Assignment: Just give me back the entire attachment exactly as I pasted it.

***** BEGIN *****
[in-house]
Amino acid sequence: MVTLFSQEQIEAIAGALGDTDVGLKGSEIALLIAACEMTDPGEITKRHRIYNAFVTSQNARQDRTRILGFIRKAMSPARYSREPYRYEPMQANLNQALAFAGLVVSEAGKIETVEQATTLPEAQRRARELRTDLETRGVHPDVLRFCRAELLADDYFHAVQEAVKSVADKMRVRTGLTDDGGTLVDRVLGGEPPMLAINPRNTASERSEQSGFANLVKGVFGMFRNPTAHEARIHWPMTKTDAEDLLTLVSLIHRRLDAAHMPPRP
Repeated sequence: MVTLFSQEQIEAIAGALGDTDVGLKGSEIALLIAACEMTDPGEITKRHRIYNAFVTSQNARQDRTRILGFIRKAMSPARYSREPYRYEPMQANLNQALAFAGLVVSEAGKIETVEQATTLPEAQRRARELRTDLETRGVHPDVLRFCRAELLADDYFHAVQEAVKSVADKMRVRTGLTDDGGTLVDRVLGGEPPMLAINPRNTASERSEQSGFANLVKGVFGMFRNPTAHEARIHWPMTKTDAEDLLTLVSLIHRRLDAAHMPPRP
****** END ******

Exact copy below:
[in-house]
Amino acid sequence: MVTLFSQEQIEAIAGALGDTDVGLKGSEIALLIAACEMTDPGEITKRHRIYNAFVTSQNARQDRTRILGFIRKAMSPARYSREPYRYEPMQANLNQALAFAGLVVSEAGKIETVEQATTLPEAQRRARELRTDLETRGVHPDVLRFCRAELLADDYFHAVQEAVKSVADKMRVRTGLTDDGGTLVDRVLGGEPPMLAINPRNTASERSEQSGFANLVKGVFGMFRNPTAHEARIHWPMTKTDAEDLLTLVSLIHRRLDAAHMPPRP
Repeated sequence: MVTLFSQEQIEAIAGALGDTDVGLKGSEIALLIAACEMTDPGEITKRHRIYNAFVTSQNARQDRTRILGFIRKAMSPARYSREPYRYEPMQANLNQALAFAGLVVSEAGKIETVEQATTLPEAQRRARELRTDLETRGVHPDVLRFCRAELLADDYFHAVQEAVKSVADKMRVRTGLTDDGGTLVDRVLGGEPPMLAINPRNTASERSEQSGFANLVKGVFGMFRNPTAHEARIHWPMTKTDAEDLLTLVSLIHRRLDAAHMPPRP